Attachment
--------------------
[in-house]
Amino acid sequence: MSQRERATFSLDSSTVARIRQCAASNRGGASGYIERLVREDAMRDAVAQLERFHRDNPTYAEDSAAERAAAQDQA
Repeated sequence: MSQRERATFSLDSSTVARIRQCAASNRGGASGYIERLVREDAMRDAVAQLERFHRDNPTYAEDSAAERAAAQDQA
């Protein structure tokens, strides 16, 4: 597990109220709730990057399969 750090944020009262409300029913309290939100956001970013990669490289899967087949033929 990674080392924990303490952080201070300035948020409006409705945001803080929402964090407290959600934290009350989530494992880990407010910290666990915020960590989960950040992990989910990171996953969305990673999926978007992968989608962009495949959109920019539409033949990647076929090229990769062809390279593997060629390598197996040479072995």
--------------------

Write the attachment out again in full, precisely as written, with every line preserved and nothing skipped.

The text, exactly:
[in-house]
Amino acid sequence: MSQRERATFSLDSSTVARIRQCAASNRGGASGYIERLVREDAMRDAVAQLERFHRDNPTYAEDSAAERAAAQDQA
Repeated sequence: MSQRERATFSLDSSTVARIRQCAASNRGGASGYIERLVREDAMRDAVAQLERFHRDNPTYAEDSAAERAAAQDQA
């Protein structure tokens, strides 16, 4: 597990109220709730990057399969 750090944020009262409300029913309290939100956001970013990669490289899967087949033929 990674080392924990303490952080201070300035948020409006409705945001803080929402964090407290959600934290009350989530494992880990407010910290666990915020960590989960950040992990989910990171996953969305990673999926978007992968989608962009495949959109920019539409033949990647076929090229990769062809390279593997060629390598197996040479072995």